Soft Eyes: An Interview with Director Sam Fathallah
23rd March 2019
A serene snapshot into the daily life of nature photographer Amee Ellis, in today’s short. The beautiful imagery and atmospheric sound design do a really good job of communicating the working ethic of the artist. Amee is a very hands-on photographer, and the experience of being nature is something she tries to capture in her work. I think it’s very fitting that she hand processes the black and white film herself, as it seems the calm and methodical process is a part of the art, just as much as the finished image. Seeing Amee’s photos inspire me to get out into the wild, but in the mean time I’m glad for the 6 minutes i was transported there watching this film.
Film maker Sam Fathallah got in touch with us to let us know about his film, so we asked him a few questions. If you’d like to see your film on MadeGood.tv, then please feel free to make a submission.
MadeGood – What’s your history as a film maker? How did you get started and what kind of work do you usually do- is this a typical example?
Sam – I remember making short videos with my sisters when I was 12. We used a Sony 8mm camcorder to make comedy sketches in our living room. I ventured into stop motion, music videos, and nature films as I got older and eventually found my way to documentary and art film. The majority of my work today is telling stories about everyday people.
MadeGood – This is a very personal and intimate portrayal of a photographer. What’s your relationship with Amee- did you know her prior to making the film?
Sam – I was walking through an arts festival in my city and I stumbled upon Amee’s booth. I noticed her photos were beautiful and were all outdoors. I figured there ought to be an interesting process here, one that involves many hours out in nature. Eventually we became friends through the filmmaking process.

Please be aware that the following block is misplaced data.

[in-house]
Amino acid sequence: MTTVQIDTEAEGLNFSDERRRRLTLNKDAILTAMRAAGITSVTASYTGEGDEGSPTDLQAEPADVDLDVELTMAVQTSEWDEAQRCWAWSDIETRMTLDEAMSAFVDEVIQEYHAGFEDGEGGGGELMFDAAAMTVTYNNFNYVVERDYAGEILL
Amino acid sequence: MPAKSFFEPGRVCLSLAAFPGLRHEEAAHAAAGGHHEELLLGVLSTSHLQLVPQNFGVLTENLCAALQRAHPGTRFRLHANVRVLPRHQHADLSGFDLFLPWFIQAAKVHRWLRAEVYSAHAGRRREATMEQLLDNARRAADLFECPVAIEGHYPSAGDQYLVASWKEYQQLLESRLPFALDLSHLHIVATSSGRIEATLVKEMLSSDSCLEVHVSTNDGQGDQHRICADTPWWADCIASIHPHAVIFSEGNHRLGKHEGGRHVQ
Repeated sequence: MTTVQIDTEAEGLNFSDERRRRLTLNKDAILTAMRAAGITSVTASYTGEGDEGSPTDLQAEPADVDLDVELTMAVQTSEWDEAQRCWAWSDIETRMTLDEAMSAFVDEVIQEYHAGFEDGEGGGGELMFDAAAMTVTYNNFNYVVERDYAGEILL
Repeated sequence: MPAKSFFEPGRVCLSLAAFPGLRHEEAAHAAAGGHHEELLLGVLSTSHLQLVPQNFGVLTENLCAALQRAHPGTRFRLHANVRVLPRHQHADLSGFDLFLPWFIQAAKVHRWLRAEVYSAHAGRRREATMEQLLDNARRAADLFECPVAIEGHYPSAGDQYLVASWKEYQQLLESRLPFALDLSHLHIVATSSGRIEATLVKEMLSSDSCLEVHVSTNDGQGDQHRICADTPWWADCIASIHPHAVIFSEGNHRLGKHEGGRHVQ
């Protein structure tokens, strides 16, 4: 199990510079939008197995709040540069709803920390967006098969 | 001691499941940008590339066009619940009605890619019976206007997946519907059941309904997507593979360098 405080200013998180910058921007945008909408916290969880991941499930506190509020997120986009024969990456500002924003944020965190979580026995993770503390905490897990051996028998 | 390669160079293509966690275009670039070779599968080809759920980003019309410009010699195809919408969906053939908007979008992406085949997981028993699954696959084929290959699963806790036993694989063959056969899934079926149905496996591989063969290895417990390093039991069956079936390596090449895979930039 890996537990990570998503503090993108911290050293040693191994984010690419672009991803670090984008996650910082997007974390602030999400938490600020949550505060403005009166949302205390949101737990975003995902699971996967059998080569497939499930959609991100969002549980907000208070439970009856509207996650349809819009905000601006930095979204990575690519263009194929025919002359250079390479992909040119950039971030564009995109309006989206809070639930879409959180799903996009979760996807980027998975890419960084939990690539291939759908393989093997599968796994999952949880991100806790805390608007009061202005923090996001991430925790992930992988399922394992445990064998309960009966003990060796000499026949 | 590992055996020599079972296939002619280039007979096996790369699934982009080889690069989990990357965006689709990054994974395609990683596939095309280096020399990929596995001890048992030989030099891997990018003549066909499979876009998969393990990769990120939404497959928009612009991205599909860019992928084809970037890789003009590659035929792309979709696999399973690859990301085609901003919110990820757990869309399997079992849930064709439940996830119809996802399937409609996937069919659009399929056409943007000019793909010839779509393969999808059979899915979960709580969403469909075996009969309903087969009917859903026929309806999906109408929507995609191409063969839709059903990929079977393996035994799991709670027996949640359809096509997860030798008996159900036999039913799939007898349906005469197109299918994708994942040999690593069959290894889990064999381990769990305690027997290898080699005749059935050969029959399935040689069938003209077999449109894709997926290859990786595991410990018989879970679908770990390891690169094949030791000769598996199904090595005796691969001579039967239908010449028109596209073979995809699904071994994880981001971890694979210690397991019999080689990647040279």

MadeGood – Do you have any experience in nature photography yourself? It’s a very beautiful film, and the two of you are out there working together, did you learn anything from the way she works?
Sam – I do a good deal of nature videography, which is part of the reason Amee’s work enticed me. All the insights she shared in the film were insights that I took with me. More than anything, I learned to be patient and soft so as to not overlook the subtle beauties.
MadeGood – Were there another film that inspired you to make this one? Or are there other film makers/films that you admire, that inform your filmmaking process in general?
Sam – I didn’t draw on any specific works for this piece, but in general I’m fond of Terrence Malick’s style of exploratory cinematography. I like treating scenes like treasure hunts where the goal is to find the shot that is well-lit and communicates something central to the thesis of the film.
MadeGood – Give us an idea of what you’re working on next.
Sam – I’m currently working on a series of pieces for Iowa Public Radio and the work they do to provide reliable journalism to the state.
MadeGood – Nice one Sam. Can’t wait to see the next one!
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